Dojo Kun - literal translation means "training hall rules". There are five main rules that serve as guiding principles for all who train in the dojo. Although they are usually listed in a set order, no one rule is more important than any other. To emphasise this all five are prefixed with hitotsu and end with koto , which together means "one point"
Dojo Kun - literal translation means "training hall rules". There are five main rules that serve as guiding principles for all who train in the dojo. Although they are usually listed in a set order, no one rule is more important than any other. To emphasise this all five are prefixed with hitotsu and end with koto , which together means "one point"
I came across this blog while surfing the net. I thought it was worth re-publishing here. For more info go to http://timbrucejiujitsu.blogspot.com
  After a crazy weekend at the movement Jam in Auckland, I am painstakingly putting together the very first ever episode of my hitch hiking documentary. Three days of running, leaping, vaulting and flipping around Auckland (ok ok I was behind the camera mostly) with guys from all over the country has been a great way to get to know not just the style but the people who practise it. Anyone can get a wikipidia definition of a style but only by meeting the people can you truly get a sense of what it is about (because the people who practise make the style).  
So week three has finally come and gone and a pattern in my training has emerged. I seem to have a fear of commitment (way too many jokes come to mind....ok ok just one “that’s what she said”). You see in parkour a lot of the movements are designed to continue your momentum. So that as you approach the obstacle the vault movement is nothing more than the next step from your last. The timing, distancing from each step doesn’t change this means slower you go the harder it is to achieve correct technique.
This is just a short blog that really will probably be ignored, but it comes with a question at the end. I've been lacking in training lately, and so to try and get everything back into order, I've started doing stance training, particularly my Horse Stance.  Now, I've been put back quite a bit, I used to be able to hold one for up to two to t
This is another article I found which I thought was interesting and relevant. It is by Paul M. Jerard Jr.At first glance, Martial Arts and Yoga seem like opposing forces and philosophies, but these two health maintenance systems have more in common than meets the eye. For a moment, consider the similarities between Tai Chi and Hatha Yoga. Within the warm up, you notice very similar movement, philosophy, and principles.
by Master Alan Zuckerman When a man over 40 begins martial arts workouts they should have a special name: Kung Old Fool, Tae Kwon Old, Health Care-a-te or Senior Do. If anyone asks about my health I usually reply, "I'm aging too fast to get in shape." I found martial arts while in my forties. Random events carried me to the gym of my future instructor, Grandmaster Byung Min Kim. The first event occurred while I was having dinner with an old friend. He revealed that he had studied martial arts since he was a boy and had earned a black belt in tae kwon do. My son was young at the time, and I considered the benefit for him of studying some form of martial arts. Finally, I met the Master of my future school. I work as a retail real estate broker, and happened to offer a store to Grandmaster Kim. I didn't close that sale, but fortunately he sold me on tae kwon do. The expectations of an adult male, no matter how old, when they begin martial arts instruction is the same as a child's. You wistfully remember David Caradine, James Bond, Bruce Lee or Napoleon Solo in any of the popular movies and television shows of the 1950's and 60's. I yearned to be deadly...and great looking!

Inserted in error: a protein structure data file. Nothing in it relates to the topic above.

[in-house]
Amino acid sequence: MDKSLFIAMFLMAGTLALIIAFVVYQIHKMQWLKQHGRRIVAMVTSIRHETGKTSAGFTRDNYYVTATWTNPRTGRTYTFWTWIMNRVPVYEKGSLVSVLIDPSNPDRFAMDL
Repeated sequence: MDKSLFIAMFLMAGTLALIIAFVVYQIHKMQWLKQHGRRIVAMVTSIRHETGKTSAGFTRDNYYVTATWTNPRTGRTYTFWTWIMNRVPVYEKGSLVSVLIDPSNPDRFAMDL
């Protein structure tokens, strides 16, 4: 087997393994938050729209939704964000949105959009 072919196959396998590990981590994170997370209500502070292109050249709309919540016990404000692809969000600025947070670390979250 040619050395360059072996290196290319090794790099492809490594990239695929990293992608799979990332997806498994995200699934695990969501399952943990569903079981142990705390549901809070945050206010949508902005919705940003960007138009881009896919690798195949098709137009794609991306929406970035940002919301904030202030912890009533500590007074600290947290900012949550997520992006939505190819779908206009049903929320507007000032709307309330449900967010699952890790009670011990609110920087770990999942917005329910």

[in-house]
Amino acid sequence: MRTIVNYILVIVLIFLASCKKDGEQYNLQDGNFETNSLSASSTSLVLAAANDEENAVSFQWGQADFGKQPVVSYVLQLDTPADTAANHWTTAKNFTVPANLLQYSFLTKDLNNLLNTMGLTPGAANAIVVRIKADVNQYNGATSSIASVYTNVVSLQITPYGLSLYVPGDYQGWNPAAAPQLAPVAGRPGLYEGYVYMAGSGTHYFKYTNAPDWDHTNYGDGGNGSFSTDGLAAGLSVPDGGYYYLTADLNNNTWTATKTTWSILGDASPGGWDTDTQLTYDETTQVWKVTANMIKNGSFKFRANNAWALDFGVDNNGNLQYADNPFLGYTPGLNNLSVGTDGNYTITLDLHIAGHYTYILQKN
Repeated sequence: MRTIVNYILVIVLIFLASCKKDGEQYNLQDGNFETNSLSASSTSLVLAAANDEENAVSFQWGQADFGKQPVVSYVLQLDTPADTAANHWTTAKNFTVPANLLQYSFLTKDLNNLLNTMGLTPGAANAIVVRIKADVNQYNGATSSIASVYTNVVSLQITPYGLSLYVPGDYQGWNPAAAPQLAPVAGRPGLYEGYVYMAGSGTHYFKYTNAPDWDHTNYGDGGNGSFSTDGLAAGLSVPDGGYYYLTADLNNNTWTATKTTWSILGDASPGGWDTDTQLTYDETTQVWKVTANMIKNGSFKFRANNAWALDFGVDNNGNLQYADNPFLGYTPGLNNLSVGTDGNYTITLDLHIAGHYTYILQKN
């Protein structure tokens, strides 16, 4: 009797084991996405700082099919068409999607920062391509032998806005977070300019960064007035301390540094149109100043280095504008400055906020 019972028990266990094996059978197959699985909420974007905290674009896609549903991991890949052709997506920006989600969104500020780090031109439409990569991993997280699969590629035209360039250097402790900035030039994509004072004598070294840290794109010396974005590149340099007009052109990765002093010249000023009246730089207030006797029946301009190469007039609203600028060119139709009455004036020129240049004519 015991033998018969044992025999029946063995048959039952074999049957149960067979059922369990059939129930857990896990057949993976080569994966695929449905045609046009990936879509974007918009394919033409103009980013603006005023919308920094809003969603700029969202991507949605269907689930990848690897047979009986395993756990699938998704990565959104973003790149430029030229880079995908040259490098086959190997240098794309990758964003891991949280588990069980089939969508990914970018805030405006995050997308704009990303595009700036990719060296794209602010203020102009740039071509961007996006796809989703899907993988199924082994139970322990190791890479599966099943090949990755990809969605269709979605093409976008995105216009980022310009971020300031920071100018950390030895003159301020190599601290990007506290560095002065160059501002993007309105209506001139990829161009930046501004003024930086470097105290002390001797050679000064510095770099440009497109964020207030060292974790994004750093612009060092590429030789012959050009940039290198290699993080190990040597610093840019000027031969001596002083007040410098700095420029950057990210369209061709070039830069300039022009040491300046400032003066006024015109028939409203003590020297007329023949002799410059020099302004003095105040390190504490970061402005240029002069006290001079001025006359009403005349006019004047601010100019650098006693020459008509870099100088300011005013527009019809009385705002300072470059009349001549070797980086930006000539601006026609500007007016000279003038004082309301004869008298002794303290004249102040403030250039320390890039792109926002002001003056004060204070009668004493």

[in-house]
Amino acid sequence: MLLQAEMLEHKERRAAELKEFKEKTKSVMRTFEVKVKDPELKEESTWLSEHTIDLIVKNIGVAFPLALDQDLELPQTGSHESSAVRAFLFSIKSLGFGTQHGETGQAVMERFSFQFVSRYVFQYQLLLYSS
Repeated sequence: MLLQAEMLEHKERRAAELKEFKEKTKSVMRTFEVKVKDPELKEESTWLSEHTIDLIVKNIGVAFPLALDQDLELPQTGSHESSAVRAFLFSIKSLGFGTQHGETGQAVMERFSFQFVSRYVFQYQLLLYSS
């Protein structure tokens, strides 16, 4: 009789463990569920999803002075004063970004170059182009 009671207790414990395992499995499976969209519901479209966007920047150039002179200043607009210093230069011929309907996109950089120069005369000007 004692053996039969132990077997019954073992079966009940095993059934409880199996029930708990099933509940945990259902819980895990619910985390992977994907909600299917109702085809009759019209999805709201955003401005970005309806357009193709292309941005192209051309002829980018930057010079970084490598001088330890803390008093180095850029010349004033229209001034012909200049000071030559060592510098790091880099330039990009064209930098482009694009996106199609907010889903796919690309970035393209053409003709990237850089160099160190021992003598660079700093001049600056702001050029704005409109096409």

By: Sensei J. Richard Kikrham B.Sc. I'm so proud of the fact that I have no ego. It truly makes me the most humble person I've ever met. Regardless of whether we admit it or not, we all have an ego. It's what we do with that ego and how we demonstrate it among our martial arts peers and students which determine how good and what type of instructor we are... With over 36 years of martial arts experience I've seen a lot of different types of martial arts and self-defense instructors. They all, including myself, have their weaknesses and strengths... In Here I Am God Granted some ego, i.e. self-confidence, is needed in order to teach, but there are those who teach for themselves and those who teach for their students. In the few cases I've seen the god complex in a martial arts or self-defense instructor, it's generally been for the instructor. Even one very good combat veteran martial arts instructor whom I personally knew, seemed to teach for himself. Let's not confuse this with a military manner of teaching martial arts. The word martial after all means war and many of the martial arts taught have or had a military basis at some point in history. His students had a lot of self-confidence, but they also, I unfortunately noted when I asked a newly ranked advanced student his name, had his ego and pride as well. This, in my opinion is unfortunate since a martial arts instructor can, by example, offer so many positive traits to his/her students. If you're looking for a martial arts school or self-defense school, watch some classes and remember the above comments I made. Talk to the instructor, but talk to the students as well. Go with your gut as well as your cognitive processes.
Tuesday Systema – Loren broke out the training knives. First we all stood in a circle throwing the knife quite sweetly to each other – have to catch it safely – one hand, two, or against the body in some way. This ramped up somewhat, then we added a second knife to the mix. Then a third. Knives flying everywhere, hilario

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